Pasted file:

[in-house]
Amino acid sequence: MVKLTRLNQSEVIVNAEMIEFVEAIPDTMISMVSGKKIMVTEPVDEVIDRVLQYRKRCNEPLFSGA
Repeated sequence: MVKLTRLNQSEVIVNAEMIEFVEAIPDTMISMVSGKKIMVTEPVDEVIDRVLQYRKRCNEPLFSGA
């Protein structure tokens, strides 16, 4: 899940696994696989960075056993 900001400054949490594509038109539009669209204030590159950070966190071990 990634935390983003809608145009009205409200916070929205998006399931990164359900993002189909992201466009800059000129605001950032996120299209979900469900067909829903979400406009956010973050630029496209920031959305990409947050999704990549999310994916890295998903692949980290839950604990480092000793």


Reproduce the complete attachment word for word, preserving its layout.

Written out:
[in-house]
Amino acid sequence: MVKLTRLNQSEVIVNAEMIEFVEAIPDTMISMVSGKKIMVTEPVDEVIDRVLQYRKRCNEPLFSGA
Repeated sequence: MVKLTRLNQSEVIVNAEMIEFVEAIPDTMISMVSGKKIMVTEPVDEVIDRVLQYRKRCNEPLFSGA
């Protein structure tokens, strides 16, 4: 899940696994696989960075056993 900001400054949490594509038109539009669209204030590159950070966190071990 990634935390983003809608145009009205409200916070929205998006399931990164359900993002189909992201466009800059000129605001950032996120299209979900469900067909829903979400406009956010973050630029496209920031959305990409947050999704990549999310994916890295998903692949980290839950604990480092000793």